Even using the network cable connection you might have to your house would take eight
months. However, using the state-of-the-art Transatlantic links that run at 340 billion
bits per second, we can transfer a petabyte of data in under seven hours. That’s smokin’. When you get right down to it, the discoveries
of the LHC rely crucially on computing systems around the world. And that trend will continue.
So the next time you feel the need to swear at the network responsivity of your home computer,
keep in mind the problems of the LHC computer professionals. Your problems could be way


  • Nite Explorer

    so how are all these bytes stored? on lol hard drives? Fermilab videos are low on information and high on tooting their horn, toot, toot $,$, you might as well send all your data to Meca, remember what Obama said Muslim science helped make America

  • MRK

    Would love to learn more about how this data is translated to information that we can interpret and what the process of data scouring is like at the LHC

  • Sean Rhoades

    Nice explanation. Putting this into perspective was very helpful. CERN's network cables must be fiber optics, is my guess.

  • International Space Station

    Not to mention everybody running BOINC on their computers 😛 
    Although it sort of melts my laptop. BUT I'M HELPING THE CAUSE so it's totally worth it. TOTALLY. WORTH. IT. BECAUSE SCIENCE.

  • Astrogirl1usa

    What a great demonstration of just how much a Petabyte is.  Thank you Don!   I love these videos, keep them coming.  🙂

  • Jess Stuart

    The kilo, mega, giga, etc prefixes for bytes are based on powers of 2, not 10 like the metric system.

    1kB = 2^10 = 1,024
    1MB= 2^20 = 1,048,576
    1GB= 2^30 = 1,073,741,824
    1TB= 2^40 = 1,099,511,627,776
    1PB=2^50 = 1,125,899,906,842,624

  • Ben Samuel

    I have never understood these weird analogies to try and explain big numbers. You start off with "if a byte is like a floor tile," and finally show us that a petabyte would be like the Earth's surface. But all you've really explained is the area of a trillion floor tiles.

  • Zbigniew Zdanowicz

    Kilobyte is 1024 bytes, megabyte is 1024 kilobytes, gigabyte is 1024 megabytes, so it is not natural conversion from other units like kilogram is 1000 grams and megagram is 1000 kilograms. I can understand, why this is missed, so general audience can grip on these numbers and units and I like all Fermilab videos.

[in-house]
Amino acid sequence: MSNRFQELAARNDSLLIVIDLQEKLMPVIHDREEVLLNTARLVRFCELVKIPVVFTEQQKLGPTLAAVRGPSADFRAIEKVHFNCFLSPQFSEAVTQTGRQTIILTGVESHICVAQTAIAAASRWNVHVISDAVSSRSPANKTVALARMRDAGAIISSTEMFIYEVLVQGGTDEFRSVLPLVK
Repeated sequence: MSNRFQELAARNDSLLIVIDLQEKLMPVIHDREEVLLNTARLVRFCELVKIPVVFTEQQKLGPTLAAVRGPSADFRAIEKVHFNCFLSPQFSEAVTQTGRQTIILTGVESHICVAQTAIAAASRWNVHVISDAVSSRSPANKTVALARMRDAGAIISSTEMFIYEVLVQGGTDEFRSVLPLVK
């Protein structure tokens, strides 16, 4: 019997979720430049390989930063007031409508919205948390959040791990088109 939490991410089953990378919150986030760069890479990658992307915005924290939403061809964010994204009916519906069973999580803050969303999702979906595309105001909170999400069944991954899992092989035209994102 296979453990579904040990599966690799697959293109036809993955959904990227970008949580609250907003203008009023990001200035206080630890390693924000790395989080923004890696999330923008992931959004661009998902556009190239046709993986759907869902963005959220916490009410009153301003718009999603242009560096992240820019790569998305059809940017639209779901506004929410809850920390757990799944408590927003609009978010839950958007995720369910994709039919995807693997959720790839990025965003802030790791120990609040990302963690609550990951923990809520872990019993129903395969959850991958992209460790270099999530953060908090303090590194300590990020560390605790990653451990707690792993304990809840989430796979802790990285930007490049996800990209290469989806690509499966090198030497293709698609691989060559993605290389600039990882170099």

• Eclecticer T Perplexer

    Future AI grid, FERMILAB + CERN + Neutrino Research – Look for system analyzer / architect and coder Quinnn Michaels.

    What is Tyler and the Tyler Advanced Intelligence Network?
    The TAIN is a collection of personas that are/were developed for use on the future Ai Grid that is being developed by CERN using the White Rabbit network protocols and hardware.

    At the center of a collider complex is an intelligence architecture/framework/application that manages data through the use of intelligent agents who report data, maintain system stability, and accomplish general computing functions at subnanosecond speeds. …Quinn Micheals #TeamTyler #Tyler

  • The Artificial Society

    A petabyte is really just 2000 home hard drives. Thats a fair amount but not so much that you need to use facilities all over the world. In terms of cost, for that many home computers, your only talking a couple million dollars. Add the inflated pricing of servers and your talking 20 million dollars. Considering how many billions of dollars was spent on the facility, the computer aspects of it seem modest.

  • Võ Thái Sơn

    What is the difference between a physicist and a computer scientist?

    The physicist says 1 kilobyte equal to 1000 bytes
    The computer scientist says 1 kilometer equal to 1024 meters.

  • RME76048

    3:46 — stored to tape? Interesting… I recall from way back when robotic tape libraries (no, not the big 9-track reel-to-reel 6250 BPI tapes, the 3480-style carts). So, are tapes still used for mass storage? What is the cost (cash and time) for storage, retrieval, data redundancy (for errors) and the ultimate slow-down of access for data reduction versus conventional magnetic disk platter systems and SSDs? Just curious.